March 2nd, 2011

Doing the same with less

Posted in The Job - Experience by 200

So Theresa May has announced that police officers pay needs to be cut. What an opportune moment to make this announcement one week ahead of a supposed independent enquiry into police pay.

One could be forgiven for thinking that Tom Winsor, former rail regulator, who is due to publish an interim report on his findings has been told to cut the pay bill & find a way to do it & the government are merely softening the blow & showing how determined they are to cut the public deficit.

It will be interesting to see what the report comes up with & what we will lose.

My wages have been cut already, and that’s not cut as in I’m not getting a rise, not cut as in I’m paying more tax & VAT,  & not cut as in I’m losing those child allowances. No cut as in last year I my salary was, for argument’s sake, Ă‚ÂŁ25,000 & this year my salary will be a little over Ă‚ÂŁ24,000, same hours, same job. And that’s before my force finishes its own review on how it can cut more cash from my salary.

I’m OK , as much as I dislike signing a contract for a job with a specific wage & then being told that contract is null & void & I either accept a pay cut or look for another job, I can afford to lose a few grand because I have a police pension. But I work with lots of young people with big mortgages. Some of them are already worrying whether they will be able to pay their mortgages.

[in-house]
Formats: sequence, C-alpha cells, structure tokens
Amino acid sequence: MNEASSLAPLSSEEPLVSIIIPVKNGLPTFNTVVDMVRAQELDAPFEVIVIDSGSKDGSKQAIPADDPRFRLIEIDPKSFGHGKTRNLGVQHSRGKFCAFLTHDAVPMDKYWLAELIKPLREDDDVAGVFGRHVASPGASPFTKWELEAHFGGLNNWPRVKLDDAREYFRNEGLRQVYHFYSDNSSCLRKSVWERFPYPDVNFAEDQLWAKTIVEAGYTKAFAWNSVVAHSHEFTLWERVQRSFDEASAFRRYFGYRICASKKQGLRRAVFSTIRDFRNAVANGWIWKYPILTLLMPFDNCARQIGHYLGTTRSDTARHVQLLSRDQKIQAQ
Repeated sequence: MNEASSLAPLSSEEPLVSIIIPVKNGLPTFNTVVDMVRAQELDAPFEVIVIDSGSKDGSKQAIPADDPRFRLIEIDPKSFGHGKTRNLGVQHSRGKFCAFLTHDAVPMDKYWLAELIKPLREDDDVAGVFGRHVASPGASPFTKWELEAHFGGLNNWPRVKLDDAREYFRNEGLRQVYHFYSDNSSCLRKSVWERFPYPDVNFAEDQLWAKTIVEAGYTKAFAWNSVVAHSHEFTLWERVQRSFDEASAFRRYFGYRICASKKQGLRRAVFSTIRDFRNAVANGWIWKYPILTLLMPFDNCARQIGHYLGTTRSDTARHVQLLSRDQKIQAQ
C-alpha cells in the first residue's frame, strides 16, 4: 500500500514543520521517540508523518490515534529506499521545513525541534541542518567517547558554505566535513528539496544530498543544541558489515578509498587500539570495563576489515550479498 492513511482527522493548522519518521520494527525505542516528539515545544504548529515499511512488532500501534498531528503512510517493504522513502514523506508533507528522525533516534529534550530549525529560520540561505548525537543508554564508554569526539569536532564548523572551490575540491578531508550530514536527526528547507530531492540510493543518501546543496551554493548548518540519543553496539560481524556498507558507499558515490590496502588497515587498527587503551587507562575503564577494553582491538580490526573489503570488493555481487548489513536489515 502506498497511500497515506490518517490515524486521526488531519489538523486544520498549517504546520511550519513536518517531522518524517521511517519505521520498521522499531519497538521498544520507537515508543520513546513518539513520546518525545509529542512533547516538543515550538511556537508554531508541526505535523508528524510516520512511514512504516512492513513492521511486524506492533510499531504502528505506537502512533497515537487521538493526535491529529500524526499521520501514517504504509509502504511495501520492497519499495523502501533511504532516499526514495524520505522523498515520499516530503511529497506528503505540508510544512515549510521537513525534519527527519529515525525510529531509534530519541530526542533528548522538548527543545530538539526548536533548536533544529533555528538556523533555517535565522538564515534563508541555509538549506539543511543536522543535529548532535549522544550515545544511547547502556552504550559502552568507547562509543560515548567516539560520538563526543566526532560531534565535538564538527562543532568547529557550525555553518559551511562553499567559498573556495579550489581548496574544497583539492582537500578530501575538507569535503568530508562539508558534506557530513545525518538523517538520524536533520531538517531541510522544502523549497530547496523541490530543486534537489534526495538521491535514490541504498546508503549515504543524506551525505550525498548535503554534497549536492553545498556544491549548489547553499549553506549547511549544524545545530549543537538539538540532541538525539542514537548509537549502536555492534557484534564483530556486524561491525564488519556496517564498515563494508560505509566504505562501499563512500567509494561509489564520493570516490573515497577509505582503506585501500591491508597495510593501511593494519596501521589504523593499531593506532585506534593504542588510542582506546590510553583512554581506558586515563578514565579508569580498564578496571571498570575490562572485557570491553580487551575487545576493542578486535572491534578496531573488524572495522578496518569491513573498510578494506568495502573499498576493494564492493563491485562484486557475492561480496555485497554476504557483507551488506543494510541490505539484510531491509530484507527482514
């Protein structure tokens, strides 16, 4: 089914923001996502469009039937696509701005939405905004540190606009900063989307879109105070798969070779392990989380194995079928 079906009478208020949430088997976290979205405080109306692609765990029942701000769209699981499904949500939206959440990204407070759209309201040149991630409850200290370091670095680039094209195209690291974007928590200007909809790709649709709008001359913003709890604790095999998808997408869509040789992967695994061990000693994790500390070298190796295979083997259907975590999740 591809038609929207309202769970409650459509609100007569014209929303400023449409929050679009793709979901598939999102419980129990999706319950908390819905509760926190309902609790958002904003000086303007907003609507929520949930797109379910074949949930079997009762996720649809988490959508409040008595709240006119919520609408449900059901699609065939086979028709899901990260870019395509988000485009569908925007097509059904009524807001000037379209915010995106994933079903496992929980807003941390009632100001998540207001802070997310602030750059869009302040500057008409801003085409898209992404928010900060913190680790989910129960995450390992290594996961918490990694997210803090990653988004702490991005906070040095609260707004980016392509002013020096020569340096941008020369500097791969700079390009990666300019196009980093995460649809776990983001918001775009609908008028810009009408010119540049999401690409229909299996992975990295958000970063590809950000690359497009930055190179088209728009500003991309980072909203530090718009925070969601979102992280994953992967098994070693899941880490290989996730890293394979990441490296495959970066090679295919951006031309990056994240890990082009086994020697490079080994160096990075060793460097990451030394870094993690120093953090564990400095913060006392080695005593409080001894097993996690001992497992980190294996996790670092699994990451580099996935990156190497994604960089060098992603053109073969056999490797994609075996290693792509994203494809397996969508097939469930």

I think lots of us are waiting for this new pay review with more than a little interest.

March 1st, 2011

We’re all family

Posted in The Job - General by 200

I often post about police officers from America who are killed on duty, thankfully, I post less often about UK police officers in similar situations. I rarely post about our brothers & sisters closer to home, so thoughts this week to the family, friends & colleagues of two Greek police officers who were murdered on duty this week.

Following a call from a kiosk owner that he had been robbed by the occupants of a jeep, two motorcycle officers spotted the vehicle & gave chase. Reports say that the offenders opened fire from the vehicle on the officers with an Kalashnikov rifle & pistol killing one of the officers instantly. The other died as a result of his injuries in hospital.

I have travelled to many European countries over my time & patrolled the streets in several different countries with officers from different nations. The one thing which has always struck me as that we are ordinary people doing an extraordinary job which is basically the same no matter where you are.